Chapter Thirteen - Waiting for the Emperor
They brought the Icon of the Virgin from the Znamenskaia Church to comfort the children and relieve their suffering. The procession had just reached the Palace when they met a soldier who looked at the Icon, then the priest, and rudely said to the priest: "you are always deceiving the people; you always carry idols." This was the first manifestation of the new spirit born of the Revolution, which had even taken over Tsarskoe Selo.
The divine service was held in the sick childrens' bedroom, where they were suffering terribly. It was attended by dignitaries of the Court and the men in service, filled with their sad thoughts, who prayed with tears in their eyes. After the service, the priest blessed the sick ones and, at the Empress's request, went through the entire Palace as well making the blessing. At the same time the Revolution began, aide-de-camp General N.J. Ivanov had arrived in Tsarskoe Selo, sent by the Emperor, and he met with the Empress for a long time.
We waited for the Emperor's arrival, having gotten certain word that the Emperor had left Stavka.
Aide-de-camp Count Zamoiski came from Petrograd to meet the Emperor. He waited for the Emperor to arrive and was with me on the night guard, sitting in an armchair in the Guard room.
During one of those nights, Count Zamoiski learned from an officer of the guard that a group of armed workers and other people were coming from Petrograd on a special train to attack the Palace. Zamoiski told me and asked if it was necessary to warn the Empress. We thought about it and decided to say nothing to the Empress. Some time later Zamoiski spoke on the telephone with someone informed on the situation who told him that the special train in question had passed on by without stopping in Tsarskoie Selo. So we were not worried any more.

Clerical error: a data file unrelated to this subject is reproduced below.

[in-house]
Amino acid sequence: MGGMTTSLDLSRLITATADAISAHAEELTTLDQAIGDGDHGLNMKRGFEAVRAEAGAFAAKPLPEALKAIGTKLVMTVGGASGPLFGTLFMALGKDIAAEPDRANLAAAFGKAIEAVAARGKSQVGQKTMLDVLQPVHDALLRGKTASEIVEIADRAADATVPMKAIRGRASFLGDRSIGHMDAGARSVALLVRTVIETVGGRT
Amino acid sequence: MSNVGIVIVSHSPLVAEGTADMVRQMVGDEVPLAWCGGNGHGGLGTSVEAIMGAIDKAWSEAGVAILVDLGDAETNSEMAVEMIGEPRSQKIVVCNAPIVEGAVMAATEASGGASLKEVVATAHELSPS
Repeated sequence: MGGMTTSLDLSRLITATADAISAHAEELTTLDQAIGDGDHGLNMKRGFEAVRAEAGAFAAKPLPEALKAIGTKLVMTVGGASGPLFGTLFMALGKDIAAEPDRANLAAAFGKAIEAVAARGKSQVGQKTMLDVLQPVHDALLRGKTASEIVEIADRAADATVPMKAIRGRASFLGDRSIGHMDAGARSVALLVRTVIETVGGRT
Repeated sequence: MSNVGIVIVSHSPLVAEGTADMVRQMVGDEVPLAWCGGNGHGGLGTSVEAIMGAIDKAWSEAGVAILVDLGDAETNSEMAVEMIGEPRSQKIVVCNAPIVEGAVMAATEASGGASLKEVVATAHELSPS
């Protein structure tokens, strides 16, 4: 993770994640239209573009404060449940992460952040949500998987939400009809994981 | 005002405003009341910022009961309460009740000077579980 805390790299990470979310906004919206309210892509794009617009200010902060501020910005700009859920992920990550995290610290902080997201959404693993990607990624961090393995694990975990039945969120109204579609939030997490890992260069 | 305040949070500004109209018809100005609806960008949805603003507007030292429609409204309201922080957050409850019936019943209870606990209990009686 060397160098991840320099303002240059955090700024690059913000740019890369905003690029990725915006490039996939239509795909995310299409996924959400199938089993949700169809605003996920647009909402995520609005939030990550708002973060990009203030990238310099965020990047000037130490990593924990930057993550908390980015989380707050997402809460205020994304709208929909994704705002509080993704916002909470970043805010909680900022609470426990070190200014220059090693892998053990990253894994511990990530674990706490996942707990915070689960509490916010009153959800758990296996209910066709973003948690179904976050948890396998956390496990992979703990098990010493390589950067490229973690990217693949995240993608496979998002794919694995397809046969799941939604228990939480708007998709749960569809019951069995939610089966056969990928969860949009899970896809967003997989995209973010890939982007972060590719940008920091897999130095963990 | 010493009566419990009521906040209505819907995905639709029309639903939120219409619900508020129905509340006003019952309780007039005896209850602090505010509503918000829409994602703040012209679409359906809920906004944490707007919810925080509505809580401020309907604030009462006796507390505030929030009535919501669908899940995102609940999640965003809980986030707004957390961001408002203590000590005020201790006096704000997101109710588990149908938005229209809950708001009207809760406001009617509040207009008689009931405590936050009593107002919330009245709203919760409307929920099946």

At the very beginning of the Revolution, before the Emperor arrived, Rodzianko telephoned Count Benkendorf one day, recommending that the Empress and children should leave the Palace immediately as they were under threat of great danger.
Count Benkendorf said that the children were sick. Rodzianko still insisted: "Go anywhere, and hurry, the danger is very great. While the house burns you must evacuate the children even if they are sick."
The Empress sent for me and told me about the call, very upset, but she said: "We are not going to leave. They may do what they want, but I will not go away and I will not lose the children."
Shortly after Rodzianko's call the troops arrived. They said expressly that they were going to defend the Palace against any attack. First came the Guardsmen and Imperial Family's Infantry. At the Empress's request they were deployed near the Palace, and the Empress, accompanied by Grand Duchess Maria Nicholaievna, who was no longer sick, walked in front of the soldiers. Countess Arpaxine said, after this first impromptu review:
"You were most brave Your Majesty! How did the soldiers greet you?"
"These sailors know us. They have also served aboard the Standart" was the Empress's simple reply.
Having gotten a chill during the "review" in the strong icy wind, Grand Duchess Maria soon had to return to her bed.
The Palace learned about the Emperor's abdication by the courier of the cabinet who had been sent by General Alexeiev with papers addressed to the Emperor at Tsarskoe before his abdication. The courier gave me the papers as I was on duty as guard, and I in turn took them to the Empress and asked her her orders, and saw to it that I put the papers in the Emperor's study as the most appropriate place where no one would disturb them. The next day it was the same courier who had brought them who told us that the Emperor had abdicated, but at that time we did not have any accurate news.